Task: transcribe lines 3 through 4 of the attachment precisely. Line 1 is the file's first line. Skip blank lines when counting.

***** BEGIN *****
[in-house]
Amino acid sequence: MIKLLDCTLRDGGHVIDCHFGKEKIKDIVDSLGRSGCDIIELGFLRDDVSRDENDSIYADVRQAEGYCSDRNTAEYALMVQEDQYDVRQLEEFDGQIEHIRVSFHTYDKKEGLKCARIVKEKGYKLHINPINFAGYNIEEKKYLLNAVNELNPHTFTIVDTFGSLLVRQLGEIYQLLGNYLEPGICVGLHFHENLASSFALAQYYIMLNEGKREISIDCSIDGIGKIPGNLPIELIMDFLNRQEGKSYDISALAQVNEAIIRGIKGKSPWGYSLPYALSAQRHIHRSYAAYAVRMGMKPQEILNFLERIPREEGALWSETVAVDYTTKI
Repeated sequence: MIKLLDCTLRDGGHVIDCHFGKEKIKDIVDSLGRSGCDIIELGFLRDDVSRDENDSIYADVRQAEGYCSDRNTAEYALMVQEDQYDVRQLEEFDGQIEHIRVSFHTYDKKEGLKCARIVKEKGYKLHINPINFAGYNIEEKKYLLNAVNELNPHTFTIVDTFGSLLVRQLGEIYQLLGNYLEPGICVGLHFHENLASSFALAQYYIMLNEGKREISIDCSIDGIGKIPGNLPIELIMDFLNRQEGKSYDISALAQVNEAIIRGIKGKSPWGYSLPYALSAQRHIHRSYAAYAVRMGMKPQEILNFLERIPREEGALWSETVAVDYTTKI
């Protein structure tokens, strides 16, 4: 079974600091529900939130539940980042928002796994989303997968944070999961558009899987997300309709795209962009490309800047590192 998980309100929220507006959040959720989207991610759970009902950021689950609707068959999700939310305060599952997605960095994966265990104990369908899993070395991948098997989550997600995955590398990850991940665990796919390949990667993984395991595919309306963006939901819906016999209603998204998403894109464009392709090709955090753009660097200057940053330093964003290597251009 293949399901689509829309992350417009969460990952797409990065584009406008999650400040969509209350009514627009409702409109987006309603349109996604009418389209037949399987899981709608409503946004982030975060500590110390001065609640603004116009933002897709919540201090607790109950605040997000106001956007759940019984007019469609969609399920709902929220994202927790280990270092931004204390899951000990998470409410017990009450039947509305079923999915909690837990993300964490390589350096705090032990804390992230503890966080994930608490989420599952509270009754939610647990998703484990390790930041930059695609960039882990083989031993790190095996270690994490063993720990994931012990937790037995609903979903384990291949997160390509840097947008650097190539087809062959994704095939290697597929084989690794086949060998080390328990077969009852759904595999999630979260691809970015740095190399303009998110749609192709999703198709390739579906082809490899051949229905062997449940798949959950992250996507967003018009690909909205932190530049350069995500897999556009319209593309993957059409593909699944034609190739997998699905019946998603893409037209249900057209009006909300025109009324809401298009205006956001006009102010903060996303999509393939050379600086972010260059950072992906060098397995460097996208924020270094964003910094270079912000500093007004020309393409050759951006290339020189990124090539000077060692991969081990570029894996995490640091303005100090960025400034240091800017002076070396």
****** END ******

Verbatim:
Repeated sequence: MIKLLDCTLRDGGHVIDCHFGKEKIKDIVDSLGRSGCDIIELGFLRDDVSRDENDSIYADVRQAEGYCSDRNTAEYALMVQEDQYDVRQLEEFDGQIEHIRVSFHTYDKKEGLKCARIVKEKGYKLHINPINFAGYNIEEKKYLLNAVNELNPHTFTIVDTFGSLLVRQLGEIYQLLGNYLEPGICVGLHFHENLASSFALAQYYIMLNEGKREISIDCSIDGIGKIPGNLPIELIMDFLNRQEGKSYDISALAQVNEAIIRGIKGKSPWGYSLPYALSAQRHIHRSYAAYAVRMGMKPQEILNFLERIPREEGALWSETVAVDYTTKI
């Protein structure tokens, strides 16, 4: 079974600091529900939130539940980042928002796994989303997968944070999961558009899987997300309709795209962009490309800047590192 998980309100929220507006959040959720989207991610759970009902950021689950609707068959999700939310305060599952997605960095994966265990104990369908899993070395991948098997989550997600995955590398990850991940665990796919390949990667993984395991595919309306963006939901819906016999209603998204998403894109464009392709090709955090753009660097200057940053330093964003290597251009 293949399901689509829309992350417009969460990952797409990065584009406008999650400040969509209350009514627009409702409109987006309603349109996604009418389209037949399987899981709608409503946004982030975060500590110390001065609640603004116009933002897709919540201090607790109950605040997000106001956007759940019984007019469609969609399920709902929220994202927790280990270092931004204390899951000990998470409410017990009450039947509305079923999915909690837990993300964490390589350096705090032990804390992230503890966080994930608490989420599952509270009754939610647990998703484990390790930041930059695609960039882990083989031993790190095996270690994490063993720990994931012990937790037995609903979903384990291949997160390509840097947008650097190539087809062959994704095939290697597929084989690794086949060998080390328990077969009852759904595999999630979260691809970015740095190399303009998110749609192709999703198709390739579906082809490899051949229905062997449940798949959950992250996507967003018009690909909205932190530049350069995500897999556009319209593309993957059409593909699944034609190739997998699905019946998603893409037209249900057209009006909300025109009324809401298009205006956001006009102010903060996303999509393939050379600086972010260059950072992906060098397995460097996208924020270094964003910094270079912000500093007004020309393409050759951006290339020189990124090539000077060692991969081990570029894996995490640091303005100090960025400034240091800017002076070396």